Italy

Global Stocks Rebound, US Futures Jump On Expectation Of "Coordinated Intervention By Central Banks"

After a historic two-day selloff, which as shown yesterday slammed European banks by the most on record the wildly oversold conditions, coupled with hopes for yet another global, coordinated central bank intervention, coupled with modest hope that David Cameron's trip to Brussels today may resolve some of the Article 50 gridlock, have been sufficient to prompt a modest buying scramble among European stocks in early trading, with the pound and commodities all gaining for the first time since the shock Brexit vote.

The First Casualty Of Brexit: Italy Prepares €40 Billion Bank Bailout

Barely has the market had time to digest last week's Brexit vote by the UK, a vote which may never actually be implemented if the "sturm und drang" campaign unleashed by the EU and the ECB on UK capital markets succeeds in changing the mind of enough "Leavers" to the point that the entire referendum is called off and Boris Johnson never triggers the Article 50 clause, and already Europe's most financially troubled nation, Italy, is using Brexit as a pretext to unleash a €40 billion ($44 billion) bailout of its insolvent banks.

EU Officials To Unveil 'Ultimatum' Blueprint As Final Solution For European Super-State

It appears The Brits dodged more than a migration bullet in their decision to leave The EU. French and German officials are reportedly due to reveal a blueprint to effectively do away with individual member states in what is being described as an "ultimatum," with a shockingly predictable final solution to Europe's Brexit-driven existential crisis to morph the continent’s countries into one giant superstate.

"Brexit" - What Goldman Thinks Will Happen Next, And Who Will Hold The Next Referendum

Considering Goldman's abysmal forecasting track record continues to plumb new lows (just today it predicted a Spain victory of Italy, and an England victory over Iceland, both tragically wrong), the following should perhaps be best used as an indicator of what will not happen. Still, since there are a lot of remaining Brexit question, we hope that the following at least provides a useful framework for how to approach the :"known unknowns", if not so much the unknown unknown ones.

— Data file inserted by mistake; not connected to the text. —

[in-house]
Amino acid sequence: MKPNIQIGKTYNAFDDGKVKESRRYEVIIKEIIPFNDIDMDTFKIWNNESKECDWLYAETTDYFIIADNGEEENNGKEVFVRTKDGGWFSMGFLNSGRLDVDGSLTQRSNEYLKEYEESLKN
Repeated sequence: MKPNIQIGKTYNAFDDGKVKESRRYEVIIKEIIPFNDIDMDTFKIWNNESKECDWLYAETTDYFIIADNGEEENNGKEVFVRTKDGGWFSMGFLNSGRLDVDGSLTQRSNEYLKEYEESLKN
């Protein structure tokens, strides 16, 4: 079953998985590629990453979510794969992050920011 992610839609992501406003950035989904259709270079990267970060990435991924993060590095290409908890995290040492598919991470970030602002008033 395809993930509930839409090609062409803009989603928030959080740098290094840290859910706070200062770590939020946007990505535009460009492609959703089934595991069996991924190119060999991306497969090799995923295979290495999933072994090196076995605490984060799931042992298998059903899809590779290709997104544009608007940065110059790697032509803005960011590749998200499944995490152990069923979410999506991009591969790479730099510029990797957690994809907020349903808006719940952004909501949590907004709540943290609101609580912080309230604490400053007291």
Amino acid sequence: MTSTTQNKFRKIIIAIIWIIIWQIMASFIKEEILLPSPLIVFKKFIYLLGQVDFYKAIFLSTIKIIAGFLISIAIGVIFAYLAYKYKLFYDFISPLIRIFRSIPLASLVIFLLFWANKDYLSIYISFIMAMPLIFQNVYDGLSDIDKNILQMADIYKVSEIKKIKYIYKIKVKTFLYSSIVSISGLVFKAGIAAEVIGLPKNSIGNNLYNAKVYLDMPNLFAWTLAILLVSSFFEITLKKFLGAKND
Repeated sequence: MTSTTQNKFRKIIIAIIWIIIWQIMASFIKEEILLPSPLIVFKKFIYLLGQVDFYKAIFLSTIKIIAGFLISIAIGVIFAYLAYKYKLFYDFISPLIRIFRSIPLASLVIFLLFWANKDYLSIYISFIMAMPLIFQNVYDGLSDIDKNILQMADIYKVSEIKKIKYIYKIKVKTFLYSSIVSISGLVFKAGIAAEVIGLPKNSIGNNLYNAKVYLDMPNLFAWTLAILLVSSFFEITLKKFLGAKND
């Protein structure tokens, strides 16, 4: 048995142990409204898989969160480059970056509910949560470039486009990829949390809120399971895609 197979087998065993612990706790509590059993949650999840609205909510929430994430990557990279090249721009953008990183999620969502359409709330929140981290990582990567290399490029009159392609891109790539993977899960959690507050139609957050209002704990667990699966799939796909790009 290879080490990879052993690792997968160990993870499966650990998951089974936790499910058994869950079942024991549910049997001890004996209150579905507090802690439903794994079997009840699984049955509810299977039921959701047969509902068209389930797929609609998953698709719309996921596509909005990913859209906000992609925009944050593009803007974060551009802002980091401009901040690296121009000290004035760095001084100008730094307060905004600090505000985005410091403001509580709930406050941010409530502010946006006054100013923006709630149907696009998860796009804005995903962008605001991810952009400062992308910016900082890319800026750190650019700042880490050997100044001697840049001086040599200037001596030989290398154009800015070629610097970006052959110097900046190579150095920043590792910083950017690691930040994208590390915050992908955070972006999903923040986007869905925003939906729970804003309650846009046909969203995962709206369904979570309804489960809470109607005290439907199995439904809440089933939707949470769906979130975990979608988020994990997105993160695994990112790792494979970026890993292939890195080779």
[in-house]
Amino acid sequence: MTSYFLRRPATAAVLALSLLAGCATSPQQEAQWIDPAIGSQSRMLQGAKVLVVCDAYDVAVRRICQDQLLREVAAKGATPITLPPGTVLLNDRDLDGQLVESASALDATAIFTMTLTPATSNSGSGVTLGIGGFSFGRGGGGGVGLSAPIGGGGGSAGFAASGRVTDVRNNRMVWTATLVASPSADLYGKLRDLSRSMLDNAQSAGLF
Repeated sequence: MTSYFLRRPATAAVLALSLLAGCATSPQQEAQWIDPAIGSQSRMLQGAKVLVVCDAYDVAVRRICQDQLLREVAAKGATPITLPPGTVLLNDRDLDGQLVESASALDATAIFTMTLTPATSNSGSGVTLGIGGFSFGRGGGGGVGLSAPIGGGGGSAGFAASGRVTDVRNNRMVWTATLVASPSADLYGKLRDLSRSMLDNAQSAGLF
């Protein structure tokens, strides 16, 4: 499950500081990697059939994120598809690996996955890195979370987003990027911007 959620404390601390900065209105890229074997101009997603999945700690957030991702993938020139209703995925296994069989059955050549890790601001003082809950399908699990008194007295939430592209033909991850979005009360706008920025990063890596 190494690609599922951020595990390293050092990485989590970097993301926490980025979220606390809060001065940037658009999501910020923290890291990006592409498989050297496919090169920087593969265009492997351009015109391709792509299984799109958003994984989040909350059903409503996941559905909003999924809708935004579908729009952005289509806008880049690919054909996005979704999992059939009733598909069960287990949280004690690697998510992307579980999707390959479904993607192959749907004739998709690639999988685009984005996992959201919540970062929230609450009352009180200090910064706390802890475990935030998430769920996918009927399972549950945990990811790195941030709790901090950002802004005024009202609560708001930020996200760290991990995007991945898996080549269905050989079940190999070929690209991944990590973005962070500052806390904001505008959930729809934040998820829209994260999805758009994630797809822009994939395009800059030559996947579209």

10 Ways The UK Could Leave The EU

Stalemate between Britain and the European Union over what happens next following Britons' referendum vote to leave has opened up a host of possible scenarios. Here are some that are (in some cases, barely) conceivable...

Deutsche Bank: "There's No Escaping The Fact That This Is A Class War"

"There's no escaping the fact that this is a class war. Whether its globalisation, immigration, inequality, poor economic growth or a combination of all of them it's quite clear from this and other anti-establishment movements that the status quo can't last in a democracy. Eventually you'll have a reaction. This is one such major reaction and given that the UK growth rate has been ok of late, it would be strange if pressure didn't continue to build elsewhere where growth has been lower for longer."

Key Events In The Coming Week: All About Brexit

With global markets gyrating on every piece of news surrounding the Brexit drama, what’s the timetable for UK-related (and all other macro) events this week and beyond?

European Stocks, US Futures Extend Slide On UK Chaos, Pound Carnage

With global asset correlations once again approaching 1, overnight stocks have been trading in broadly "risk off" mode, following every twist of pound sterling and the rapidly deteriorating British financial situation as "chaos infects" virtually all markets, from China, to European banks, to US equity futures.  As a result of ongoing aftershocks from the Brexit vote, coupled with the sudden political chaos in UK politics, where both parties now seem in disarray, with the pound has extended its selloff to a fresh 31-year low dropping below the Friday lows while European equities are dropping to levels last seen in February.

UBS CIO Warns "The Status Quo Is Over... Get Used To It"

"The status quo in Europe is over. We will have to get used to this. Political risk has risen, and we will be dependent on central bank interventions, the calmness of markets, and measured political decision-making to keep the world's economic growth momentum and thus support risk assets."